7. Dextran,Alexa Fluor TM 568(Thermo Fisher Scientific,Invitrogen,目录号:D-22912)(储存在-20°C并避光)         

8. P hosphate缓冲盐水(PBS ),pH 7.4的         

9. 1.5%低熔点琼脂糖(Fisher Scientific,IBI Scientific,目录号:50-550-455)(请参阅食谱)         

10.三卡因(3-氨基苯甲酸乙酯)(Sigma-Aldrich,目录号:A-5040)(在室温下保存)     

注意:小号当制成25撕在-20℃ ×三卡因溶液(见配方)。


11. PTU(N-苯基硫脲)(Sigma-Aldrich,目录号:P7629)(在室温下存储)     

注意:小号当制成50撕在-20℃ × PTU溶液(见配方)。


设备


1.可编程卧式移液器拔轮器(World Precision Instruments,目录号:PUL-1000)         

2.气动PicoPump (World Precision仪器,目录号:SYS-PV820)         

3.荧光体视显微镜,通过16:5:1变焦光学元件完全复消色差校正(Leica,型号:M165 MC)         

4.孵化器(Benchmark Scientific,型号:H2200-H)         

5.载物台测微计,1 × 0.01 mm(AmScope,目录号:MR095)         

6.磁力架(世界精密仪器公司,目录号:M1)         

7.手动微操纵器(World Precision Instruments,目录号:M3301)         

8.钢制底板,10磅(World Precision仪器,目录号:5052)         

9. PicoNozzle套件v2(World Precision仪器,目录号:5430-ALL)         

10. Dumont#55镊子(Fine Scientific Tools,目录号:11295-51)     



程序


A.斑马鱼的胚胎和幼体饲养         

            用加有0.003%PTU的高压灭菌鱼水在培养皿中保持斑马鱼的温度,并在28.5°C下孵育。
对于一般性问题,包括Avdesh等人在内的其他地方对鱼水和常规斑马鱼饲养的组成进行了很好的描述。(2012年)。


每天用含有0.003%PTU的淡水代替水,并监控健康状况。
当胚胎达到所需的幼虫阶段(例如4 dpf)时,开始实验。


B.注射混合物的准备         

            Ë 。补充有荧光右旋糖酐的大肠杆菌:准备3 ml过夜培养的单个菌落。离心培养物在3,000rpm下1分钟,取出上清液并重新悬浮在500微升的1 × PBS(pH7.4)中。这应该是大约1.6 × 10 6 CFU /微升。加入1微升的5纳克/ NL荧光葡聚糖。在使用前,用手指轻拂试管并向下旋转。
            LPS补充有荧光葡聚糖:混合9微升的LPS以5ng / NL从大肠埃希氏大肠杆菌O111:B4和1μl的1:10稀释的5纳克/ NL荧光标记的葡聚糖,以使1的最终稀释:100补充荧光右旋糖酐。在使用前,用手指轻拂试管以使其混合并向下旋转。
LPS直接偶联于荧光分子(例如,Alexa的594)- ü直接瑟在5毫微克/ NL。
            使用补充有荧光右旋糖酐的超纯水或高压灭菌水控制车辆注射 -米IX 9微升的水与1微升的一个1:10稀释的5纳克/ NL荧光标记的葡聚糖。在使用前,用手指轻拂试管以使其混合并向下旋转。


C.针头和微型注射器的设置         

使用可编程水平移液器或类似设备将微量注射针从玻璃毛细管中拉出(表1)。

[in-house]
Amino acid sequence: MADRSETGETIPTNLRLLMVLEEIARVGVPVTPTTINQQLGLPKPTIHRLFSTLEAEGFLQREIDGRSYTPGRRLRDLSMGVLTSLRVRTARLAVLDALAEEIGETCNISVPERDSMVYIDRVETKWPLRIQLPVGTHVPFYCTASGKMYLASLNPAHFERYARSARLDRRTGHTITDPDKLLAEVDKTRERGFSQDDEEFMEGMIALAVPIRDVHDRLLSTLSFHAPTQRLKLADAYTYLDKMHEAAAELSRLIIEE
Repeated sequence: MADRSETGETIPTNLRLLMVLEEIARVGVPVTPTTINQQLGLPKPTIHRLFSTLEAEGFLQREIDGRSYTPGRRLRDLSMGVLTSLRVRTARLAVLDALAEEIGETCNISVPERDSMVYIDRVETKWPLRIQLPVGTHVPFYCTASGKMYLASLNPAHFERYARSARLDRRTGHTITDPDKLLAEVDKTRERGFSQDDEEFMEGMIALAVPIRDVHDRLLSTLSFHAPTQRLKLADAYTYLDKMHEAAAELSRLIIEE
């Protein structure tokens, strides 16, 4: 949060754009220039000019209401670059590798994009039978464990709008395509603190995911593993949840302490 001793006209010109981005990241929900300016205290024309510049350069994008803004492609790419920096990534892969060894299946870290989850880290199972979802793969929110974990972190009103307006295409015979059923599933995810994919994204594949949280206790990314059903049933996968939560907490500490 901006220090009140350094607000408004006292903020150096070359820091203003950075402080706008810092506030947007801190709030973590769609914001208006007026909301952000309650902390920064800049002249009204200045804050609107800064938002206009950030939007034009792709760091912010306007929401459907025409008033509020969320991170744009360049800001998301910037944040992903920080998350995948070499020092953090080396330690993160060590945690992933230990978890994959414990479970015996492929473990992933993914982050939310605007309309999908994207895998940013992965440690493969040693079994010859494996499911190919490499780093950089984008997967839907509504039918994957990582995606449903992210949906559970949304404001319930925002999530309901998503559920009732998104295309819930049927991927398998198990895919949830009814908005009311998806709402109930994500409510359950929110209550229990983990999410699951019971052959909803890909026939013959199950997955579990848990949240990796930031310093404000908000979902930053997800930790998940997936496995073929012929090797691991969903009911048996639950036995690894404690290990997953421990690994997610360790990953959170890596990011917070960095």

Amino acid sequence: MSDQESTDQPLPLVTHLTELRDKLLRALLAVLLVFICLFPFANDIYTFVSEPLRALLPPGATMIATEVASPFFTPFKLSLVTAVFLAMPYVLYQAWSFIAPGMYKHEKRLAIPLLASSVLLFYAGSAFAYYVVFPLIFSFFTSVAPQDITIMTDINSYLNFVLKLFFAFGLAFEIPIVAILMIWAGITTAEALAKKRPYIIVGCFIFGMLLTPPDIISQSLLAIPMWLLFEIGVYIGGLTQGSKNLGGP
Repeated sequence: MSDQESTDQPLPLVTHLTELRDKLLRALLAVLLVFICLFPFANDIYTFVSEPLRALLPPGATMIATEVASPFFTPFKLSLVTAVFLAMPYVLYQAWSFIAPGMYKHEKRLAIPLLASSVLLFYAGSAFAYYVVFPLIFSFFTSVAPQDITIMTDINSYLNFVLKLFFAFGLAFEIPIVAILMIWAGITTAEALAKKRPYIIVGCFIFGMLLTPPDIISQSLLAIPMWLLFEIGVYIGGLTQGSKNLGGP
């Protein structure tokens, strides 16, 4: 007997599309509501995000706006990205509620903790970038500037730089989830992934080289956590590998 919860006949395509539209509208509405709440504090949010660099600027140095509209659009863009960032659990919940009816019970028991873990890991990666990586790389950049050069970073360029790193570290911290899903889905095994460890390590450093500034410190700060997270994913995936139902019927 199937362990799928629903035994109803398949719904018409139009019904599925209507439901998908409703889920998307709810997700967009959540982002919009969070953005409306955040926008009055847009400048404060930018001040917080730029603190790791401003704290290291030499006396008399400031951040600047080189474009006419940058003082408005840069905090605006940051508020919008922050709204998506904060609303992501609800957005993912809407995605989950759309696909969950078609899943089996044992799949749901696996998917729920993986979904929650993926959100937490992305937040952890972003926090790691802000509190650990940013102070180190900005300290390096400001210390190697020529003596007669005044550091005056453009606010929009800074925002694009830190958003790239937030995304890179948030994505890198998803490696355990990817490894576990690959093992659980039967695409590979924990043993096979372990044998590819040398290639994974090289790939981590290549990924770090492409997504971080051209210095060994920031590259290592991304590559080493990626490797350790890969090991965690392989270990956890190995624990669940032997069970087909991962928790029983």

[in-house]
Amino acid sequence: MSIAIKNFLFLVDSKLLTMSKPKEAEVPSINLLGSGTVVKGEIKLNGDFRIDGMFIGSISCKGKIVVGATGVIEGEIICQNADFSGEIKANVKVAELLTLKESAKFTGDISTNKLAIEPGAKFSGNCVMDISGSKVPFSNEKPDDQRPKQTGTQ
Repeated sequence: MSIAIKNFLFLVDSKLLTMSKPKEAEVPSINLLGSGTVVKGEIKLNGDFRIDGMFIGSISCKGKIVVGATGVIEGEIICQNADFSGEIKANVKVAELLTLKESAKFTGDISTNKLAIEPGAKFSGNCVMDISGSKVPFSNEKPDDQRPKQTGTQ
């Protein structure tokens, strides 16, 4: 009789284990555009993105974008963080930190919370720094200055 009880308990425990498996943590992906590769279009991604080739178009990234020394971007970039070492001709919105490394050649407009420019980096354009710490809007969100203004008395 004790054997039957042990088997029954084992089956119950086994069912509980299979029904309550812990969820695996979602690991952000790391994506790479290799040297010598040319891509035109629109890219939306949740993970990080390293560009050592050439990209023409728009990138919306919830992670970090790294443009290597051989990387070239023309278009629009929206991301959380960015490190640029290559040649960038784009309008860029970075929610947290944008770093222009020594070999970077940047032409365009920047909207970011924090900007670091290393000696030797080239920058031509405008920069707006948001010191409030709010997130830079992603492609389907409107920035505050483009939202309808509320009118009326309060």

表1.玻璃毛细管拉拔的4步操作规程


将约3μl的注射溶液装入针头。
注意:除非使用非常细的移液器吸头,否则溶液将残留在针头的嘴中。要将溶液推到针尖,请用力将针牢牢握在中指和拇指之间,并以向下运动的方式轻拂手腕(请参见视频1)。重复直到液体到达针头的狭窄尖端。




视频1.加载注入混合物到一个显微注射针


转进针显微,并阐明了的的方式。


D.安装斑马鱼以进行显微注射(请参见视频2)         





视频2.分步演示用于显微注射的幼虫安装


使用塑料移液管将幼虫运输到干净的培养皿盖的中心,并尽可能多地除去水。
注意:之所以使用陪替氏培养皿盖是因为盖的侧面具有较低的轮廓,这允许更大的自由度将针定位到所需的目标。可以一次安装多个幼虫;对于脑部注射,我们可以一次安装20至30头以上的斑马鱼幼虫。


在微波中加热1.5%低熔点琼脂糖(固体形式),使其熔融成液体形式。
注:约20秒至小于1分钟时需要熔体100毫升琼脂糖。低熔点琼脂糖加热非常快,因此您需要站在旁边监视加热情况,以防止沸腾。


使用移液器收集少量的低熔点琼脂糖。
微波加热后,立即琼脂糖会非常热。如果你看到蒸汽/冷凝内的吸管,然后将琼脂糖是太炎热而将燃烧的幼虫。仔细触摸琼脂糖所在的移液器外部,以定期监视琼脂糖的温度。琼脂糖应温暖接触,而不要热,并保持液体流动。
低熔点琼脂糖在37 °C时仍会保持液态,并在25 °C以下迅速凝固。旨在在30 °C和40 °C之间的温度下使用琼脂糖。保持琼脂糖加热块上在60 ℃下将保持在流体状态中的溶液为一个的时间较长期间你上安装幼虫工作。


可以通过上下几次将热的琼脂糖移到干净的表面(例如另一个培养皿)上来加快冷却琼脂糖的速度(请参见视频2)。
            形成环绕幼虫一圈与琼脂糖注射进去较小的同心圆运动,直到将琼脂糖触及的幼虫。混合的琼脂糖用的幼虫通过使用吸管轻轻摇动在一起或吹打他们上下1-2倍(见视频2)。
注意:为了便于注射,目的是将幼虫包埋在薄薄的琼脂糖层中,以使细小玻璃针容易穿透凝胶。使用过多的琼脂糖会使针的定位更加困难,并导致玻璃针弯曲。


使用镊子定向幼虫。
Ť他是最敏感的时间的步骤,因为幼虫必须正确定位在琼脂糖重新固化(1-2分钟)之前。根据所需的注射部位,使用细镊子快速定向每个幼虫,但不必担心确切的定向或身体对准。小心不要戳戳它们以伤害幼虫,而应使用周围的琼脂糖轻轻推动它们并将其移动到位(请参见视频2)。
对于脑部和静脉注射,将幼虫分别置于其背侧或腹侧。
等待琼脂糖冷却并固化,然后再开始注射。